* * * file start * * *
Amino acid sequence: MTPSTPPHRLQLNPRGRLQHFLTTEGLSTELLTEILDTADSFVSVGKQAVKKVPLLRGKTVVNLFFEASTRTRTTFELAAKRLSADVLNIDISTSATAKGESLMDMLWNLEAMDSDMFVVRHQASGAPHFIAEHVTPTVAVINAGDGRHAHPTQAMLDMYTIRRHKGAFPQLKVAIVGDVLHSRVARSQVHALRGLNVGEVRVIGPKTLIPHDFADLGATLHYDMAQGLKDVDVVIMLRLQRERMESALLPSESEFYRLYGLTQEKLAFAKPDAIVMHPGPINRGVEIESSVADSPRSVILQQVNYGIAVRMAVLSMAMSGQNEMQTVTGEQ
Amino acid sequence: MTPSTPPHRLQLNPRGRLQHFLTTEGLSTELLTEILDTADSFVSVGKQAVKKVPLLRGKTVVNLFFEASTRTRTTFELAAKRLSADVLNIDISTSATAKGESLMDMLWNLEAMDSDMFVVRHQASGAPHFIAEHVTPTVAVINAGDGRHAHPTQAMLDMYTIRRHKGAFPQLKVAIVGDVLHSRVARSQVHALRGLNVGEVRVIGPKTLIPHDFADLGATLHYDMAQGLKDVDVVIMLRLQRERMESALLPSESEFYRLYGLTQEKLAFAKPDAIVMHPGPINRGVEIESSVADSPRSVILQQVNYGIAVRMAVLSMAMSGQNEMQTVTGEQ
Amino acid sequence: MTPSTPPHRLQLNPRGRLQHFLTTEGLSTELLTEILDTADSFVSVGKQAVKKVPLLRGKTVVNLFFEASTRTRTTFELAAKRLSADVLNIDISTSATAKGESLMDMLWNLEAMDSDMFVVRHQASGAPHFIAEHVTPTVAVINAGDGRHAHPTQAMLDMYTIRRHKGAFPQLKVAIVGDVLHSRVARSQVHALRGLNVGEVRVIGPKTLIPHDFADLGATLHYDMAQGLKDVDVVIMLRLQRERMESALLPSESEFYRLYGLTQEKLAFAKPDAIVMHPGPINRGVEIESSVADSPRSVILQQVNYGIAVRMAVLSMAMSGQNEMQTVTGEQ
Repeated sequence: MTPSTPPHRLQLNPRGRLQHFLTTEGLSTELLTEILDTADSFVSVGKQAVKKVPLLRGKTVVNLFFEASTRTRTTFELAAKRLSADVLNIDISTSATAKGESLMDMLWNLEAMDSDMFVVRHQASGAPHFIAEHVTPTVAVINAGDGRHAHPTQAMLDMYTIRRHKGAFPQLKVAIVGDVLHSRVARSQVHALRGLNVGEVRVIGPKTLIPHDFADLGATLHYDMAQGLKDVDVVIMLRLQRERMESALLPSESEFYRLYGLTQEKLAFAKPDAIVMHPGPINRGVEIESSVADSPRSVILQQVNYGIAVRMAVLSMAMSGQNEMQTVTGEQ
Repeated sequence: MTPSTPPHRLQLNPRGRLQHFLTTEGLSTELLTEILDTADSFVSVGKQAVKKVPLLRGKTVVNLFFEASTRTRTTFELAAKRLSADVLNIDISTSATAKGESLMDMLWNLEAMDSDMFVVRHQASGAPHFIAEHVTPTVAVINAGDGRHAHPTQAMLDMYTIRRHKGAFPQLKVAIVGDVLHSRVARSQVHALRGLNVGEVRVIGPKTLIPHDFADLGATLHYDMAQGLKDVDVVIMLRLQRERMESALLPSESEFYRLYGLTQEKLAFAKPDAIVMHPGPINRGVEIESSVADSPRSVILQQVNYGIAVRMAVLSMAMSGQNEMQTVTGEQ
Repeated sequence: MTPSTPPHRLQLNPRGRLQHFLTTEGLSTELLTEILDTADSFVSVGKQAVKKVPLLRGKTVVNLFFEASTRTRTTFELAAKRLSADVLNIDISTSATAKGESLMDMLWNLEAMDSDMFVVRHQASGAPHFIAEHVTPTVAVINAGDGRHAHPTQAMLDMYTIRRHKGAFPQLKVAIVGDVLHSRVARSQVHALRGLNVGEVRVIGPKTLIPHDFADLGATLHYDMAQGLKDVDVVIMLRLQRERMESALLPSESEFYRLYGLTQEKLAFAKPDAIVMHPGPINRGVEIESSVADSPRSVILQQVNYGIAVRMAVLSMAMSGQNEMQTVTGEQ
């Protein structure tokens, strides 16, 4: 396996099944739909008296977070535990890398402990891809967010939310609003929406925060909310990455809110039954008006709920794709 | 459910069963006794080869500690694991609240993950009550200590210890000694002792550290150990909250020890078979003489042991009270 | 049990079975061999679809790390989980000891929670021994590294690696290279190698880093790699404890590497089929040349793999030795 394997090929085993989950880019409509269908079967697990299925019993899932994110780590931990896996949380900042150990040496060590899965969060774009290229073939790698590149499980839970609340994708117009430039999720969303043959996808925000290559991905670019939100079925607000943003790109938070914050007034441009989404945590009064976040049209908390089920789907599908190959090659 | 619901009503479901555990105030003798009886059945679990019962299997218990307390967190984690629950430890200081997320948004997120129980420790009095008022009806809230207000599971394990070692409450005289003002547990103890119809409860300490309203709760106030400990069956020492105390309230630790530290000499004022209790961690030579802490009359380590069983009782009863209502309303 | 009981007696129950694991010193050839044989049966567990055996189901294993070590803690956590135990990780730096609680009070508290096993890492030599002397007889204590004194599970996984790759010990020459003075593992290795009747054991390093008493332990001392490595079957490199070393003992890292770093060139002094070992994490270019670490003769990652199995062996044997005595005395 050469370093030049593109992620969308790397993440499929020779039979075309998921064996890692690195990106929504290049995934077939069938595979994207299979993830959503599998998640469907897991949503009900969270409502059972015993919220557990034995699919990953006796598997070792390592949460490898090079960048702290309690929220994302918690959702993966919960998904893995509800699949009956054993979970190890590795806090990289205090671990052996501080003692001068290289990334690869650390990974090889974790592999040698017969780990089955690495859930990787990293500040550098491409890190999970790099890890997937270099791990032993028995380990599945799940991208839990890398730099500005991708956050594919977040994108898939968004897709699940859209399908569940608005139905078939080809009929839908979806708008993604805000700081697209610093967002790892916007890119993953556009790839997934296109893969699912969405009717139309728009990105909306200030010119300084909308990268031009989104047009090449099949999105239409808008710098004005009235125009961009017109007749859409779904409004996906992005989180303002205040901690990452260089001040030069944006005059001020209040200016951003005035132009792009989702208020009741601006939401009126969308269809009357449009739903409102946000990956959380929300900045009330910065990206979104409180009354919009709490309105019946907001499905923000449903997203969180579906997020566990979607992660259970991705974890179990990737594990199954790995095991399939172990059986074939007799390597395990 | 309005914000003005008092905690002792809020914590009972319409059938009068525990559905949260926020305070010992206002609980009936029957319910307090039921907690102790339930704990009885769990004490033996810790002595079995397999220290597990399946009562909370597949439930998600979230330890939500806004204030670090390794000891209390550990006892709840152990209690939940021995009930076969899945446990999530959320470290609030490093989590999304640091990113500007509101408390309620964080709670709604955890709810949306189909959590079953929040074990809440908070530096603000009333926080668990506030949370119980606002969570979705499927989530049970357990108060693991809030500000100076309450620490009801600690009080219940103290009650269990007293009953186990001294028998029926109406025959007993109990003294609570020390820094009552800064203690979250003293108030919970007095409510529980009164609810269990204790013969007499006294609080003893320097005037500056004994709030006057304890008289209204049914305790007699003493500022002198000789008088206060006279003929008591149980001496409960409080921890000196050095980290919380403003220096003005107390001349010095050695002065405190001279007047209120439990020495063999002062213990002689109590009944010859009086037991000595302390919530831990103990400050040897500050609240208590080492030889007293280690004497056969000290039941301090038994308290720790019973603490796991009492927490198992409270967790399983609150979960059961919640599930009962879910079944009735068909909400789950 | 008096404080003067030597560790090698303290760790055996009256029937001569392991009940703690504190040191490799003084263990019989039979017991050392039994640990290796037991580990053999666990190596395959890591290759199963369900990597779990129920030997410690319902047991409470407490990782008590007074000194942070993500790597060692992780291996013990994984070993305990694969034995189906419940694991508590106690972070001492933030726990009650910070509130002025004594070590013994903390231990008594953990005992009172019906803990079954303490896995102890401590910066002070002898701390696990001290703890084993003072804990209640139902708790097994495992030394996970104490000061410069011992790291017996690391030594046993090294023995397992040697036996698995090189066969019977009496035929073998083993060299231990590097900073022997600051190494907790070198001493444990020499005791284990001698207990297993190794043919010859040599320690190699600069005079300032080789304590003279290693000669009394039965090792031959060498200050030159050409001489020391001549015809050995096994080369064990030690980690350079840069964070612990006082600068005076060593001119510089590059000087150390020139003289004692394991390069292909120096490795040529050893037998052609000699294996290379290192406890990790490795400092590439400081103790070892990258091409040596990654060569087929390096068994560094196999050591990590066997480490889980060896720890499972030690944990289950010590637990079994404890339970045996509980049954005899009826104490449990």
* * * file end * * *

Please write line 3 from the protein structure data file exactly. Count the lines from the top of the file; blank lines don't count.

Amino acid sequence: MTPSTPPHRLQLNPRGRLQHFLTTEGLSTELLTEILDTADSFVSVGKQAVKKVPLLRGKTVVNLFFEASTRTRTTFELAAKRLSADVLNIDISTSATAKGESLMDMLWNLEAMDSDMFVVRHQASGAPHFIAEHVTPTVAVINAGDGRHAHPTQAMLDMYTIRRHKGAFPQLKVAIVGDVLHSRVARSQVHALRGLNVGEVRVIGPKTLIPHDFADLGATLHYDMAQGLKDVDVVIMLRLQRERMESALLPSESEFYRLYGLTQEKLAFAKPDAIVMHPGPINRGVEIESSVADSPRSVILQQVNYGIAVRMAVLSMAMSGQNEMQTVTGEQ